Senate Republicans have had enough of Trump’s attacks on Sessions — and are speaking out about it

Senate Republicans have had enough of Trump’s attacks on Sessions — and are speaking out about it
Attorney General Jeff Sessions heads to El Salvador on an official trip.
Source: Pablo Martinez Monsivais/AP
Attorney General Jeff Sessions heads to El Salvador on an official trip.
Source: Pablo Martinez Monsivais/AP

President Donald Trump has been waging a public shaming campaign against Attorney General Jeff Sessions — and some Senate Republicans have had enough.

As Trump attempts to try and push Sessions to resign — calling him “weak” and chastising him in tweets and interviews with mainstream media outlets — Senate Republicans have come to Sessions’ defense.

Senate Majority Whip John Cornyn (R-Texas), who hasn’t been a Trump critic, said Wednesday it would be a “mistake” for Trump to fire Sessions, saying the move would be “incredibly disruptive.”

Cornyn told reporters on Capitol Hill that firing Sessions, “Would make it more complicated for the president to accomplish his agenda.”

Sen. Lindsey Graham (R-S.C.), who has spoken out against Trump, said there would be “holy hell to pay” if Trump fires Sessions.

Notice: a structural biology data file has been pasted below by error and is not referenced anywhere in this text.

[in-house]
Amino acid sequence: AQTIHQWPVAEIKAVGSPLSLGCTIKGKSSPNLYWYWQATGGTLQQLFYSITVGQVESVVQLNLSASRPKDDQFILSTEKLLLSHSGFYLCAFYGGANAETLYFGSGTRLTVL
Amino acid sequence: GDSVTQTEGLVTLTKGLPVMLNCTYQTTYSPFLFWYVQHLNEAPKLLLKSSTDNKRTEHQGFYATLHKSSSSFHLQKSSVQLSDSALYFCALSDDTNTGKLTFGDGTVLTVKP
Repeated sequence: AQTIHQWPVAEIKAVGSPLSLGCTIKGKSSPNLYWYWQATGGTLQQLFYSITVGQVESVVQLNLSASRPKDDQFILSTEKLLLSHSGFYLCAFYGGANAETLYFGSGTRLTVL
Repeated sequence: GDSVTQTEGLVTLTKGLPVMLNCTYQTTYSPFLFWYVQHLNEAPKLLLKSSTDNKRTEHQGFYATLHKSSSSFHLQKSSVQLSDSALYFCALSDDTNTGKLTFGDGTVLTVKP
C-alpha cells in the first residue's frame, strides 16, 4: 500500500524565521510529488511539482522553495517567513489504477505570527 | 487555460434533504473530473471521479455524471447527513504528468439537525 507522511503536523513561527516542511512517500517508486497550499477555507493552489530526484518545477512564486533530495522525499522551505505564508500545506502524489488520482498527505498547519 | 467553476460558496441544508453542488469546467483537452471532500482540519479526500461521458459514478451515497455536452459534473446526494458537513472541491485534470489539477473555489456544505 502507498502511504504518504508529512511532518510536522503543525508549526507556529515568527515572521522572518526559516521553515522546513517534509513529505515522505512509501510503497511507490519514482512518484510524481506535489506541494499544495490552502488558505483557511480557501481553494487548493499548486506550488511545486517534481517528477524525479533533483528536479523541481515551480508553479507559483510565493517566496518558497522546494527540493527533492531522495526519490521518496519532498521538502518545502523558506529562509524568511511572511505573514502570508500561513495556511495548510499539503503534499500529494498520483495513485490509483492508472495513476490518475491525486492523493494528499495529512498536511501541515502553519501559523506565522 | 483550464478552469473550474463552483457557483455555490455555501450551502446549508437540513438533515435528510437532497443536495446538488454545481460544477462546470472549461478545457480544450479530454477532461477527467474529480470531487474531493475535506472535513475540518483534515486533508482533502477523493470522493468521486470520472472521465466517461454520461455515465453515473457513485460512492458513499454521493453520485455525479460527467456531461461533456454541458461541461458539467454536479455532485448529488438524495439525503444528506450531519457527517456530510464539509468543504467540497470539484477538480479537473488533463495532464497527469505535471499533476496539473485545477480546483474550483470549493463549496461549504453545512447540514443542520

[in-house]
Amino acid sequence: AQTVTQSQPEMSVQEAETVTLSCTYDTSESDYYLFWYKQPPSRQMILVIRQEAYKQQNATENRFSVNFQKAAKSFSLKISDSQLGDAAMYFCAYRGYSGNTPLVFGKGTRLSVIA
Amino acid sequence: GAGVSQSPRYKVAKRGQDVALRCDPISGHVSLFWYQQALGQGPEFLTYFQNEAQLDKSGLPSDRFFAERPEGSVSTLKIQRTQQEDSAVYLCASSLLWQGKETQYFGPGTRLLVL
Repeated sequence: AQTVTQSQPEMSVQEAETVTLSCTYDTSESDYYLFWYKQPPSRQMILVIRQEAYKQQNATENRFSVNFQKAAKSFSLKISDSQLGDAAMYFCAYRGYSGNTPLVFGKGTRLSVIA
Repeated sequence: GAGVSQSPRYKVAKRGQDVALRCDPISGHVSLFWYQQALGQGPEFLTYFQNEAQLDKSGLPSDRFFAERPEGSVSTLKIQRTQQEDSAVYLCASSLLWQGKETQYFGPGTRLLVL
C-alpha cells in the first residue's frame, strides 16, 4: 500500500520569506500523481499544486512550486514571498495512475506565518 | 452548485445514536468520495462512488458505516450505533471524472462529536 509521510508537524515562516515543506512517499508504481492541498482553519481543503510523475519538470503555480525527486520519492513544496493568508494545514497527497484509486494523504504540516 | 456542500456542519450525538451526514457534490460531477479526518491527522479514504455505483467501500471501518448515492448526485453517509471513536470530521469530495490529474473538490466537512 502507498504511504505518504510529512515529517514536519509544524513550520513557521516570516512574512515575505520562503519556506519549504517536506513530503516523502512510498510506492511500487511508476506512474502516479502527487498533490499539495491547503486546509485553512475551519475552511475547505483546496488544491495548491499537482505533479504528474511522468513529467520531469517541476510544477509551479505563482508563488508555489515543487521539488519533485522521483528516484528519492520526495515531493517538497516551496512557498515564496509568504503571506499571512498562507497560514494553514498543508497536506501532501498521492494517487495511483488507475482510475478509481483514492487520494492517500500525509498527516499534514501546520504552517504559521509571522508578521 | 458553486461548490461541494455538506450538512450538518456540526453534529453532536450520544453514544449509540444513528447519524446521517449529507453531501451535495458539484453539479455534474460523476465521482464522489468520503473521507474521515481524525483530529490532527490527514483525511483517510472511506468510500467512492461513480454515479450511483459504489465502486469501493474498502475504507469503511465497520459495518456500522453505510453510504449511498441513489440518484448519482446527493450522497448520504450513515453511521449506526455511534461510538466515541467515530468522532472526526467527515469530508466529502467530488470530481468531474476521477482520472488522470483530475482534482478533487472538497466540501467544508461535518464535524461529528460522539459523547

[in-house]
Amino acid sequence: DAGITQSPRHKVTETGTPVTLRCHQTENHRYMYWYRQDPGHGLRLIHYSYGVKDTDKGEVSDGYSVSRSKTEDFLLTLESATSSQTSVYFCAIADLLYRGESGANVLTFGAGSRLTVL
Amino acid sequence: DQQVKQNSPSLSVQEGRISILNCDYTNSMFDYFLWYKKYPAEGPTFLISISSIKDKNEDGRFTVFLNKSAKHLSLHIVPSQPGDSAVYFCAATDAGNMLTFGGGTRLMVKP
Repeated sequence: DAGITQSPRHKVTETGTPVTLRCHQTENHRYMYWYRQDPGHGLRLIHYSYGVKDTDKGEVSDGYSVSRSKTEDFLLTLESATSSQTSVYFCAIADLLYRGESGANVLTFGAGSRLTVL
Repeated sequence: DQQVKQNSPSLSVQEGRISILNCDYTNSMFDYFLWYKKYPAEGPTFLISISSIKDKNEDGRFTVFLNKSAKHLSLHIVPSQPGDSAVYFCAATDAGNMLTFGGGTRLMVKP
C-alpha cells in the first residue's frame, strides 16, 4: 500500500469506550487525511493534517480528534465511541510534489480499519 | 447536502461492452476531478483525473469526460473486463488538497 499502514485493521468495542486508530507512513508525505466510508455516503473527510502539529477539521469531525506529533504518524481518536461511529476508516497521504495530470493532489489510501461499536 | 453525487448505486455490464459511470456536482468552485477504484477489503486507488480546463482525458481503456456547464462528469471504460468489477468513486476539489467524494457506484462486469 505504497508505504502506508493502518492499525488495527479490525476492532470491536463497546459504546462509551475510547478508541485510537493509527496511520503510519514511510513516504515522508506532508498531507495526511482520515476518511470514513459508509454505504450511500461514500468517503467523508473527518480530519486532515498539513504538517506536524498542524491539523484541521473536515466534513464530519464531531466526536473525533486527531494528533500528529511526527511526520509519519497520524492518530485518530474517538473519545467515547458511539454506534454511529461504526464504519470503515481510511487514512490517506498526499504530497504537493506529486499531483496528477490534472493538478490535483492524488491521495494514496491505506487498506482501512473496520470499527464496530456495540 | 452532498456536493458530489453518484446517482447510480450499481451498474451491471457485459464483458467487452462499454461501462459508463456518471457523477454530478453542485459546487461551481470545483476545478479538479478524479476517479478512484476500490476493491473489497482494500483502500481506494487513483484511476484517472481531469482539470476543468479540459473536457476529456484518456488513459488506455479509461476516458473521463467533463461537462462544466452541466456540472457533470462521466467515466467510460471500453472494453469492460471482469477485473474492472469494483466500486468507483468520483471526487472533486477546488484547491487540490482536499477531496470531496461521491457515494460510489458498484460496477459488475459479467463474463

Graham added that if firing Sessions is an effort to oust special counsel Robert Mueller, that would be the “beginning of the end of the Trump presidency.”

And Senate Judiciary Chairman Chuck Grassley (R-Iowa), who is responsible for scheduling confirmation hearings on a new attorney general pick should Sessions be fired, said in a Wednesday night tweet that he would refuse to schedule such a hearing in 2017.

Grassley said that the Judiciary Committee’s agenda is “is set for rest of 2017” and that there’s “no way” an attorney general confirmation hearing fits. The tough talk comes after the Washington Post reported that Trump is considering using a recess appointment to replace Sessions, should he resign.

A recess appointment is a constitutionally granted power that allows a president to install a federal official in a job that normally requires Senate approval if the Senate is in recess.

Sessions, however, has made clear he won’t resign. He is currently embarking on a foreign trip to El Salvador to seek ways to combat the MS-13 gang.